Cyber Warriors

  • Published
  • By Brian Brown
  • 17th Communications Squadron
When we hear the term "Cyber Warrior" some may envision a room full of computers with wall-to-wall geeks proudly sitting in front of their computers thrashing out scores of binary code, focused on saving the world's network from certain doom and defending us against the evil 'Hackers of Endor', or something like that.

The reality is that each and every user on our networks is a "Cyber Warrior." It would be impossible to maintain our security posture and operational status without the constant vigilance and assistance from all the members of the Goodfellow domain. Although we may have different roles and responsibilities in cyberspace, each user is on the front line, responsible for protecting our computer systems and networks by following established procedures. No one is exempt from this duty.

I can't tell you how many times I have been told that unless we allow someone to use thumb drives, the world will stop spinning and we will all be cast into the nearest black hole. After carefully testing this theory in a controlled environment, our team of technicians determined with a 99.9 percent probability that this scenario is false.

We recently had an event where a member used a thumb drive to copy a file on to a server. What this user did not know is that his thumb drive was infected with a virus. When the file was copied, a worm jumped into the server's root file structure and then propagated itself back out to several other workstations. The server with the infected file structure contained training materials and the virus would have eventually wiped out years of courseware development. It could have cost hundreds of thousands of dollars to rebuild and replace that courseware. As it turned out, we were able to save the courseware files, rebuild the damaged structure and keep the training mission going. This time we were lucky to find the worm before the damage was completely done, preventing a major training deficiency.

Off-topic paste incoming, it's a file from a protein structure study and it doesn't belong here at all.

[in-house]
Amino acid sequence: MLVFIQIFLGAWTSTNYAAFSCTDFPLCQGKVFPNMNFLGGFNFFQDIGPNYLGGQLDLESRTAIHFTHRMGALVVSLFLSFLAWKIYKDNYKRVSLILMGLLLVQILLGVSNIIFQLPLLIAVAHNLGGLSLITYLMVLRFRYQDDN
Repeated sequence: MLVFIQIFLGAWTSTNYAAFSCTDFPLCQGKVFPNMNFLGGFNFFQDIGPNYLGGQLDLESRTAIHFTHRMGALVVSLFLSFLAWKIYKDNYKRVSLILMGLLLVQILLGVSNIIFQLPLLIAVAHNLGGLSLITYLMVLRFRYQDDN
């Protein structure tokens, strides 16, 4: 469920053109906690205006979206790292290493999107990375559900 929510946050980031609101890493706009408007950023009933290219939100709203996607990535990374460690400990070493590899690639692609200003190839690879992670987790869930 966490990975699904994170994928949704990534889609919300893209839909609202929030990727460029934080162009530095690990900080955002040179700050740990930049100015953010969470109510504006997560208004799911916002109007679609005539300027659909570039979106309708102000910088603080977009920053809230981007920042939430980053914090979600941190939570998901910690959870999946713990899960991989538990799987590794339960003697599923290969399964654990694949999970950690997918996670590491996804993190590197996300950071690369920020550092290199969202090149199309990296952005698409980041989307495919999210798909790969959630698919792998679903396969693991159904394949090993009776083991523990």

The bottom line is that a single vulnerability on one computer is a shared vulnerability for the entire network. As many of you know, we are no longer just part of Goodfellow's network, but rather members of a much larger Air Force Global Information Grid. The inconvenience caused by some of these restrictions, rules and configurations are a small price to pay for the overall dependability and security of the grid.

The established procedures that you follow at work will also serve you at home. By using the same security practices that we use on our network, you can safeguard your family's home network, computers, finances and identity. Remember; do not open strange or unexpected emails, do not participate in suspicious offers and do not give out your identity information to strange companies on the internet. Signing up for something free on the internet, such as an I-phone "Bapple", could cost you everything.

Here are some surprising recent United States statistics:
1. Every eight seconds someone falls victim to identity theft.
2. Over $235 million were scammed off individuals last year.
3. At least seven 'major' cyber crimes are successful every six hours.
- These are crimes against banks, financial institutions and corporations involving more
than $100,000 in losses (this is where your paycheck goes!).
4. More than half of the money stolen through Cyberspace went to sources outside the U.S.

I know that these statistics are daunting but together we can prevent these types of occurrences from destroying the Air Force network. I greatly appreciate the outstanding job you all do every day and it is truly an honor to serve with the best 'Cyber Warriors' in the world!